After having set up this environment variable, I could see that Git was attempting to use the PLINK.EXE program to retrieve the SSH key loaded into Pageant in order to authenticate with GitHub, however, there was a problem.  Although I definitely had the correct SSH Key registered with GitHub, and I definitely had the correct SSH Key loaded in Pageant (and Pageant was definitely running in the background!), I was continually getting the following error:

image

The clue to what’s wrong is there in the error text – The server that we’re trying to connect to, in this case it’s github.com, does not have it’s RSA key “installed” on our local PC.  I say “installed” as the PuTTY tools will cache remote server RSA keys in the Windows registry.  If you’re using OpenSSH (either on Windows or more likely on Unix/Linux, they get cached in a completely different place). 

Although the error indicates the problem, unfortunately it gives no indication of how to correct it.

The answer lies with the PLINK.exe program.  We have to issue a special one-off PLINK command to have it connect to a remote server, retrieve that server’s RSA key, then cache (or “install”) the key in the registry to allow subsequent usage of PLINK as a “gateway” (i.e. when called from the git command line tool) to be able to authenticate the server machine first, before it even attempts to authenticate with our own SSH key.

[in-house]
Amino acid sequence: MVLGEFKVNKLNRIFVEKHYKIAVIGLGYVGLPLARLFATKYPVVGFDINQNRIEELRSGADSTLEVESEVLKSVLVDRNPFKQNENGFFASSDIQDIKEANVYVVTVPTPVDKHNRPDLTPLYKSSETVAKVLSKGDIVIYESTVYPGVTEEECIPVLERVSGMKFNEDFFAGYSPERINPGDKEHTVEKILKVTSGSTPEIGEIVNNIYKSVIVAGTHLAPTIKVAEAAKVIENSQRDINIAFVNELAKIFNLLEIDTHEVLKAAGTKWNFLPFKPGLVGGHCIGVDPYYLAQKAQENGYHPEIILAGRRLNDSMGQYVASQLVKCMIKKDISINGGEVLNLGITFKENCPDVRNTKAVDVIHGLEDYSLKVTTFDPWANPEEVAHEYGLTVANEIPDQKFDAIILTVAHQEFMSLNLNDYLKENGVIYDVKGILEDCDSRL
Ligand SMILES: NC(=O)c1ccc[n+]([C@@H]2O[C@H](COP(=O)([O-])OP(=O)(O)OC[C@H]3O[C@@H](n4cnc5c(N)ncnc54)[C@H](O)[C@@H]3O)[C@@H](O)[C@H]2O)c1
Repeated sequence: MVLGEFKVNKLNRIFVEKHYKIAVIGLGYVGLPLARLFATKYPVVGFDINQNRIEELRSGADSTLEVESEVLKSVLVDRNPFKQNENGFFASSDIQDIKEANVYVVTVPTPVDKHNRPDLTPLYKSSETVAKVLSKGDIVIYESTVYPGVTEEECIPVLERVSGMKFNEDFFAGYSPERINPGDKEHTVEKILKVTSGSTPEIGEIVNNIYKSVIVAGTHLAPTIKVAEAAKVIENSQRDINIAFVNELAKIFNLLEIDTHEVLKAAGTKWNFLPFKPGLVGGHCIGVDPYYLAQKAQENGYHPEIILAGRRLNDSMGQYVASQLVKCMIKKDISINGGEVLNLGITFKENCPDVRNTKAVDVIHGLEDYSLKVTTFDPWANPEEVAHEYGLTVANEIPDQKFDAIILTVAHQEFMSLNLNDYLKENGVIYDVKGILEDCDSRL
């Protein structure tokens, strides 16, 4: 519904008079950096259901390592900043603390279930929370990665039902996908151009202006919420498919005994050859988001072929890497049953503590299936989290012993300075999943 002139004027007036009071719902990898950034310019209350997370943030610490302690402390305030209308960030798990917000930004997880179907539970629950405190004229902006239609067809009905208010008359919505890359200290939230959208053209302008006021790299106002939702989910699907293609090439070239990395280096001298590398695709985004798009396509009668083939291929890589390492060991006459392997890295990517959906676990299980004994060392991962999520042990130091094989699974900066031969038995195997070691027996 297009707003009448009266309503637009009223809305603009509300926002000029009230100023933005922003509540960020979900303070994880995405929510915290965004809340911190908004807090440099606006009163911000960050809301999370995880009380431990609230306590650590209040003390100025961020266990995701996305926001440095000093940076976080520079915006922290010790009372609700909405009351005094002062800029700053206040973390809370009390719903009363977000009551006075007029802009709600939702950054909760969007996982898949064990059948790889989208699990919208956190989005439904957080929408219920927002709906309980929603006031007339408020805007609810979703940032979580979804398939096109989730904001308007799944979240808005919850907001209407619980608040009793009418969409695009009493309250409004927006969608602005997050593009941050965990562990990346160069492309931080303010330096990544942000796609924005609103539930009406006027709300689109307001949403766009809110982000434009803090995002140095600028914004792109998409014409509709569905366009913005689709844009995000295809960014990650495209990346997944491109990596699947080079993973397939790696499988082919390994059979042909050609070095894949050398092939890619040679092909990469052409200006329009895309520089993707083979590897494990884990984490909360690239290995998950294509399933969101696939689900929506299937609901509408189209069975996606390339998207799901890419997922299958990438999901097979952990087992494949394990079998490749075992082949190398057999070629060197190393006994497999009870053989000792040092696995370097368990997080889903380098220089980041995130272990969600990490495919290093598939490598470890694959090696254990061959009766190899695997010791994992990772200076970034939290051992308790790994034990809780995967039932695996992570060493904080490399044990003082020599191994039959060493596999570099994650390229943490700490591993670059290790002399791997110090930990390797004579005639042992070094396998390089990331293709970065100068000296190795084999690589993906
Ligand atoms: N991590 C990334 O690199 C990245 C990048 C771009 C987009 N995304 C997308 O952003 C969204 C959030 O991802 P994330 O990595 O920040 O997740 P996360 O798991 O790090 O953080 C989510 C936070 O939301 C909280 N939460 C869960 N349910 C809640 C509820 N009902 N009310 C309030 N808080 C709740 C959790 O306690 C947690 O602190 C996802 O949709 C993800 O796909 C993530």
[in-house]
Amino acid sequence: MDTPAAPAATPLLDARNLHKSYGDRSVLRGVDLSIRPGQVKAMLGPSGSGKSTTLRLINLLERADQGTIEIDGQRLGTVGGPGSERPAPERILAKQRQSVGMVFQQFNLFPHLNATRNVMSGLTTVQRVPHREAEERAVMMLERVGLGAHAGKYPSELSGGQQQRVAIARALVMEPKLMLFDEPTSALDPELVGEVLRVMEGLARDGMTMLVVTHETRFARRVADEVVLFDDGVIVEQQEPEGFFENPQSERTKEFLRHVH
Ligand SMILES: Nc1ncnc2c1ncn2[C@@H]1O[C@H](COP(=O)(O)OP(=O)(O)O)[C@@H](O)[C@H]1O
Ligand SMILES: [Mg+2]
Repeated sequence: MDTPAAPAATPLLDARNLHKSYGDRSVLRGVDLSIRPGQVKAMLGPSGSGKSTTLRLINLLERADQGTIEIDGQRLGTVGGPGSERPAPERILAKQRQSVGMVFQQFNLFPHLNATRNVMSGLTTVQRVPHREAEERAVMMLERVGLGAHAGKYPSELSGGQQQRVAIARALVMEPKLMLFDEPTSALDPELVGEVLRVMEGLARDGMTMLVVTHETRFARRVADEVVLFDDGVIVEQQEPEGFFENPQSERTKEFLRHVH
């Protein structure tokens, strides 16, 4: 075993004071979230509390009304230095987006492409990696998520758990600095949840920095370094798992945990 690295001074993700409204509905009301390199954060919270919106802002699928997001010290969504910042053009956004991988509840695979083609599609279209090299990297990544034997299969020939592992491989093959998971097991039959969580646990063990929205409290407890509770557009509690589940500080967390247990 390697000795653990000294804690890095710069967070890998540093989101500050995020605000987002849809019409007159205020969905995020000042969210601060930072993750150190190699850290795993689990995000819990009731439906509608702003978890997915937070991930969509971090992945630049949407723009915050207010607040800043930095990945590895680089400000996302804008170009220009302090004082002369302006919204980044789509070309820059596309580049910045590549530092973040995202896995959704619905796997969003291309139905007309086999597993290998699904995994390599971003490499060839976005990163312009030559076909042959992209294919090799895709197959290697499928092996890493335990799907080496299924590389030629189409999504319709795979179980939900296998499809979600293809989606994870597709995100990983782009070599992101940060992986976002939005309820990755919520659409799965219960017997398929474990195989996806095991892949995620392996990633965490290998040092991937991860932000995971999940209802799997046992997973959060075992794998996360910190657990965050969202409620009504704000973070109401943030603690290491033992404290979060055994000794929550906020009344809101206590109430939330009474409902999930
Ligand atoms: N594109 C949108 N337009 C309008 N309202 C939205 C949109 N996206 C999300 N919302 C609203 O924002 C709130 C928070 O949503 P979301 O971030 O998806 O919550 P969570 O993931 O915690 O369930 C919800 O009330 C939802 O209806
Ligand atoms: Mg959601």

The plink command is simply:

plink.exe -v -agent git@github.com

or

plink.exe -v -agent git@bitbucket.org

(the git@github.com or git@bitbucket.org parts of the command are the specific email addresses required when authenticating with the github or bitbucket servers, respectively).

The –v simply means verbose output and can be safely omitted.  The real magic is in the –agent command which instructs plink to use Pageant for the key:

image

Now we get the opportunity to actually “store” (i.e. cache or install) the key.  If we say yes, this adds the key to our Windows Registry:

image

Once we’ve completed this step, we can return to our command window and attempt our usage of git against our remote repository on either GitHub or BitBucket once more.  This time, we should have much more success:

image

And now everything works as it should!